Addis Ababa – Top diplomats from the African Union and United States returned to Ethiopia on Thursday as part of a ramped-up effort to broker a ceasefire in the country’s north, the foreign ministry said.
The peace push came amid fears the Tigray People’s Liberation Front (TPLF) and allied rebel groups would advance towards the capital Addis Ababa, and as rights groups decried a fresh round of mass arrests targeting ethnic Tigrayans under emergency measures announced earlier this month.
Olusegun Obasanjo, the AU’s special envoy for the Horn of Africa, and his American counterpart Jeffrey Feltman arrived on Thursday, foreign ministry spokesperson Dina Mufti said at a weekly press conference.
Both men already visited the country earlier this month in a bid to facilitate a deal to end a gruelling year-long war between Prime Minister Abiy Ahmed’s government and the TPLF.
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Obasanjo made two trips to Tigray’s capital Mekele to meet TPLF leaders on his earlier trip, a sign of progress after multiple statements in which the TPLF dismissed the AU, which is headquartered in Addis Ababa, as biased in favour of Abiy’s government.
A TPLF source told AFP that Obasanjo may return to Mekele this week.
Dina said Obasanjo “was shuttling between the various forces” as part of “a fact-finding type of mission”.
“I think he’s investigating. He’s talking to different partners. At the end of the day, he will come out with a proposal. That proposal is not yet obvious,” he said.
“The same thing holds true for Mr Feltman,” he added.
Fighting broke out in Tigray last November after Abiy, winner of the 2019 Nobel Peace Prize, sent troops there to topple the TPLF, a move he said came in response to TPLF attacks on army camps.
Though he promised a swift victory, by late June the TPLF had retaken most of Tigray including its capital Mekele, and its fighters have since pushed into the neighbouring regions of Amhara and Afar.
Responding to fears of a rebel advance, the US embassy has evacuated non-essential staff and is urging US citizens to leave the country while commercial flights are available.
This week its Federal Aviation Authority advised US carriers to exercise caution while flying into or near Addis Ababa, saying “civil aircraft may be directly or indirectly exposed to ground weapons fire and/or surface-to-air fire”.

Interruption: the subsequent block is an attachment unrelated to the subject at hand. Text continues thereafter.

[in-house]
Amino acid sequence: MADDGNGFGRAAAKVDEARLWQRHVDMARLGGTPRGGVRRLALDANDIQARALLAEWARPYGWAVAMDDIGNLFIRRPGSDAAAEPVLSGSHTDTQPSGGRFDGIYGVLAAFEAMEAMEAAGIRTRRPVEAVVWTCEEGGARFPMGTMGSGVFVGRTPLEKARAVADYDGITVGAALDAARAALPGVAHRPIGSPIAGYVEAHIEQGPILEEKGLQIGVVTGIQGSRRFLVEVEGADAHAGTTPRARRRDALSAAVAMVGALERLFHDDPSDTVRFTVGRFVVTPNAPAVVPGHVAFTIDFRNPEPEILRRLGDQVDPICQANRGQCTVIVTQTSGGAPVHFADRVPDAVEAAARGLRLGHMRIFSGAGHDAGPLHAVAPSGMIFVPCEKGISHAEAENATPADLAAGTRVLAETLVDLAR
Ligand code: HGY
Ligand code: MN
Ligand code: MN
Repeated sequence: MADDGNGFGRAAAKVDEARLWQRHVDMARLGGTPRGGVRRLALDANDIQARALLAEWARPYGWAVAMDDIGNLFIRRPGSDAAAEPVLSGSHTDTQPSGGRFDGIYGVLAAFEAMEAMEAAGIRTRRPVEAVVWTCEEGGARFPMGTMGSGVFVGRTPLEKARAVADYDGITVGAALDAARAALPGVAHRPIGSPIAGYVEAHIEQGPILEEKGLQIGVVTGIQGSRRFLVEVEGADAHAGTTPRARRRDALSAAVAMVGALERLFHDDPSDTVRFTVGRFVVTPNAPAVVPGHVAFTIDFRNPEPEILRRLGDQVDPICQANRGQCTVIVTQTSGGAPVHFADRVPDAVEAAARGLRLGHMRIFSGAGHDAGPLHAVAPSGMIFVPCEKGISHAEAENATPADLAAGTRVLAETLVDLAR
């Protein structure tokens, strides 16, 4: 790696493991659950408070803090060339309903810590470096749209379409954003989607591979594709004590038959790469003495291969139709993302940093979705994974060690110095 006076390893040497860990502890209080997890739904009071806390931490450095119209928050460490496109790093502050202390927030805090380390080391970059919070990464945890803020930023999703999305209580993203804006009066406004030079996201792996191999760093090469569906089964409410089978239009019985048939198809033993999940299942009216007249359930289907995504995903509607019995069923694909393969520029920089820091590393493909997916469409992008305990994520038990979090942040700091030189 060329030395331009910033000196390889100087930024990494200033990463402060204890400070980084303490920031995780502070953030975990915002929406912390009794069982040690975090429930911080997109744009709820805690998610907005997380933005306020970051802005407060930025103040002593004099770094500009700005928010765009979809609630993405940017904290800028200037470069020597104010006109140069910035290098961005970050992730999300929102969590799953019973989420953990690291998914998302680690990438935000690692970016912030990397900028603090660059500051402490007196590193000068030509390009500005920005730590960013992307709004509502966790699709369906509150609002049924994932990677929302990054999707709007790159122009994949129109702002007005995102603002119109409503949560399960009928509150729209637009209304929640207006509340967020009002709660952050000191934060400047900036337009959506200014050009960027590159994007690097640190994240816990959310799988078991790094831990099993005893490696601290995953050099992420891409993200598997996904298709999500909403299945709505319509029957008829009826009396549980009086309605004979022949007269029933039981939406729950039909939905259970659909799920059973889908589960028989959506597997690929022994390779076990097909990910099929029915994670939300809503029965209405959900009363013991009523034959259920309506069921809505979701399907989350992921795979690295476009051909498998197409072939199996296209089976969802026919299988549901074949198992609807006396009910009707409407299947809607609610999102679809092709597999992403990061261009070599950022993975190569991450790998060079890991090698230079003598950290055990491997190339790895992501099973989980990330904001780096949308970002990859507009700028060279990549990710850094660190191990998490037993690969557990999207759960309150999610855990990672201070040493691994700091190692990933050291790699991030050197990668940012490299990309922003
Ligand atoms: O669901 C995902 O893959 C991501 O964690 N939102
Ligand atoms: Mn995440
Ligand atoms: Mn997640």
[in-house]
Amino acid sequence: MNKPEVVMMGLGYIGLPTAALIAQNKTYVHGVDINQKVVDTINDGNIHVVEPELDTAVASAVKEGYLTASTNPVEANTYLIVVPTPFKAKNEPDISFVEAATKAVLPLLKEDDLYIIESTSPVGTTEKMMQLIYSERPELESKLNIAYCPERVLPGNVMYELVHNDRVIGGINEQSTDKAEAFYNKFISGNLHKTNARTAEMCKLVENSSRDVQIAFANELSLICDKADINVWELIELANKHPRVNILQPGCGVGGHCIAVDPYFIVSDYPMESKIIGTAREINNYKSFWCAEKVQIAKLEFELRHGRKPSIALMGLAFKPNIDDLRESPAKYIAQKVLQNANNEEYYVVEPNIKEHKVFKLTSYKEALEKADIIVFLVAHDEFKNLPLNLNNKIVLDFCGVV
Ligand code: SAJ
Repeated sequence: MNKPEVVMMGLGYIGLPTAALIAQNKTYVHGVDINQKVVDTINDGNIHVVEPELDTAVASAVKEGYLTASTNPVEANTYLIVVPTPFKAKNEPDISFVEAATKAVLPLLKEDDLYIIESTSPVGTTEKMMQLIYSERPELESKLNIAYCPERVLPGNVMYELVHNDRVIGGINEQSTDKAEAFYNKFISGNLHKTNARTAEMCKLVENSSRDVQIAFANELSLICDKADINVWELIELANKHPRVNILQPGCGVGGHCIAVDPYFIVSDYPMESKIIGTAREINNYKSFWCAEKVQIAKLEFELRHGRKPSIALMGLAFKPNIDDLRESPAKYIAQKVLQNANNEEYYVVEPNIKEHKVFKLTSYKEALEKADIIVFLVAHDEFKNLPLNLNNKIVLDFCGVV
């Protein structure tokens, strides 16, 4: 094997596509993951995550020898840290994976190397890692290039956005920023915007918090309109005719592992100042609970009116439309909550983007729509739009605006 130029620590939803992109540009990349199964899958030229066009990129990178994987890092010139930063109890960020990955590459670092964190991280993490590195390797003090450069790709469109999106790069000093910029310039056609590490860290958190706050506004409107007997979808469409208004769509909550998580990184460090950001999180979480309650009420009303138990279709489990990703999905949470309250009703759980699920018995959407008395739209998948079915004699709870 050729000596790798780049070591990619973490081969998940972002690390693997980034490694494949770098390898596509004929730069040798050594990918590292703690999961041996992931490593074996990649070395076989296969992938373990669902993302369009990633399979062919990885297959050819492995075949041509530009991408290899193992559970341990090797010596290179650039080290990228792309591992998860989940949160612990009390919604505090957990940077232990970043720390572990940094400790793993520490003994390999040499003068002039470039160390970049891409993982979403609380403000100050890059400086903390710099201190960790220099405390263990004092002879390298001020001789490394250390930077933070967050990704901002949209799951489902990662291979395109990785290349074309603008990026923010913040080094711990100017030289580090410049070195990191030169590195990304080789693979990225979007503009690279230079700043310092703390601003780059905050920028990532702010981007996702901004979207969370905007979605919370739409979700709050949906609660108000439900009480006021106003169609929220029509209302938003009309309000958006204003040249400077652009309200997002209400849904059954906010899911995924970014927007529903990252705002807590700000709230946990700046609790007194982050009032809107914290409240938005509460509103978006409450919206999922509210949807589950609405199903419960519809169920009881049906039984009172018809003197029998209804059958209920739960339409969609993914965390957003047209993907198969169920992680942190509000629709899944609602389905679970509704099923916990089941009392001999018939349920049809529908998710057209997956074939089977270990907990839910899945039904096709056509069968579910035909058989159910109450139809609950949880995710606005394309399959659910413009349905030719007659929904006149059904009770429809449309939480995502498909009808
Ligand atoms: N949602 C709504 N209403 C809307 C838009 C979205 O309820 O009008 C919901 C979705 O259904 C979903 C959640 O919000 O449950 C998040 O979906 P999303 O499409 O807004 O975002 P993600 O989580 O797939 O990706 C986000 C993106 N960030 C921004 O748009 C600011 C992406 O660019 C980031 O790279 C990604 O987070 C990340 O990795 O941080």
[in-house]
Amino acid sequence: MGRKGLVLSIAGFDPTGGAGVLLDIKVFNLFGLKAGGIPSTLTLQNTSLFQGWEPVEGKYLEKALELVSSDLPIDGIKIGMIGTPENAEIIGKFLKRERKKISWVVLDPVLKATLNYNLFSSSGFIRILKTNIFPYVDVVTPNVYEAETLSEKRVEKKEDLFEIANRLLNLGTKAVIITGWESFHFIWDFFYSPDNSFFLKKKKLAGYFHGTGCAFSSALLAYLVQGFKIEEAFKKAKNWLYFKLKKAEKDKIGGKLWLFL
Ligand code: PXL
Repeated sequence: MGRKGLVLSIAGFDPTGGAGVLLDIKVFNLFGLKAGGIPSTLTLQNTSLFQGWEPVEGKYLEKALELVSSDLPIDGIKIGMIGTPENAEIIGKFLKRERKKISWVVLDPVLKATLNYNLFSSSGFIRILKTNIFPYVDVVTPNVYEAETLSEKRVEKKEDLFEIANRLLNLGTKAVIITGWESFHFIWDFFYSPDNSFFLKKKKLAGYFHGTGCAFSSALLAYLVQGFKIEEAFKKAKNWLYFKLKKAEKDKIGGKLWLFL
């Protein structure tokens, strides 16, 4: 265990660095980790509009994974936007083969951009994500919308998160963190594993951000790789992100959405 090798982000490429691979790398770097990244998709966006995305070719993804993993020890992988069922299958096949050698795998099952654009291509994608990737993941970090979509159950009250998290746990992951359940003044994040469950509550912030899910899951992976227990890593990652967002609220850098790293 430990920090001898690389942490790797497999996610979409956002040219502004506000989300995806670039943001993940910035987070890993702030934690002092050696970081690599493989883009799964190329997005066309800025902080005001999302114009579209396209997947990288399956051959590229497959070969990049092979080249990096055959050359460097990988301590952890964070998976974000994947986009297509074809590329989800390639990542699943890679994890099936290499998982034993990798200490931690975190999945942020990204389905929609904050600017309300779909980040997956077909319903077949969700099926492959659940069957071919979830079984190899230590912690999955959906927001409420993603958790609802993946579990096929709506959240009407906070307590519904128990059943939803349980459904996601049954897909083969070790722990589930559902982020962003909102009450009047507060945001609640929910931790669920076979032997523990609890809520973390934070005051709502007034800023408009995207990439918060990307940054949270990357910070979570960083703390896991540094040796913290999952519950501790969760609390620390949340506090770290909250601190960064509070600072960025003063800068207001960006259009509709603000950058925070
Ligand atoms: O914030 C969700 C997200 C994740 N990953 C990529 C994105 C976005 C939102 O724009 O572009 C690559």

US Secretary of State Antony Blinken renewed Washington’s call for a ceasefire during a visit on Wednesday to Kenya, his first stop on his first trip to sub-Saharan Africa since becoming President Joe Biden’s top diplomat.
Last week Dina said any “peaceful solution” would require the TPLF’s withdrawal from Amhara and Afar, something the TPLF has dismissed as “an absolute non-starter” as a condition for talks.
The TPLF, meanwhile, has called on Abiy’s government to break what it describes as a humanitarian “siege” of Tigray, where the UN estimates hundreds of thousands of people are living in famine-like conditions.
AFP reported this week that nearly 200 young children had died of starvation in 14 hospitals in the region, citing data collected by local doctors and researchers between late June and late October.
Foreign Minister Demeke Mekonnen told Feltman on Thursday the government had approved the entry of 369 aid trucks into Tigray, as well as humanitarian flights to Kombolcha and Lalibela, towns in Amhara that are reportedly under TPLF control, according to a government statement posted on Twitter.
No trucks had moved into Tigray via Semera, the Afar capital, by midday Thursday, according to humanitarian officials, and it was unclear when they would.
Also on Thursday, lawmakers announced a new committee to investigate mass arrests carried out under the new wartime state of emergency.
Arbitrary arrests of ethnic Tigrayans have been widespread during the war, but they have surged under the emergency measures, which the government defends as necessary to stamp out the TPLF.
The state-affiliated Ethiopian Human Rights Commission (EHRC) estimated Wednesday that thousands of detainees were held in Addis Ababa alone and said it had been denied access to many of them.
The parliamentary committee will start site visits Friday to investigate whether ethnic profiling is taking place, its chairman Lemma Tessema told a press conference.
“We will identify if currently the security apparatus is implementing the state of emergency by targeting people based on their ethnicity or based on… crimes committed,” Lemma said.
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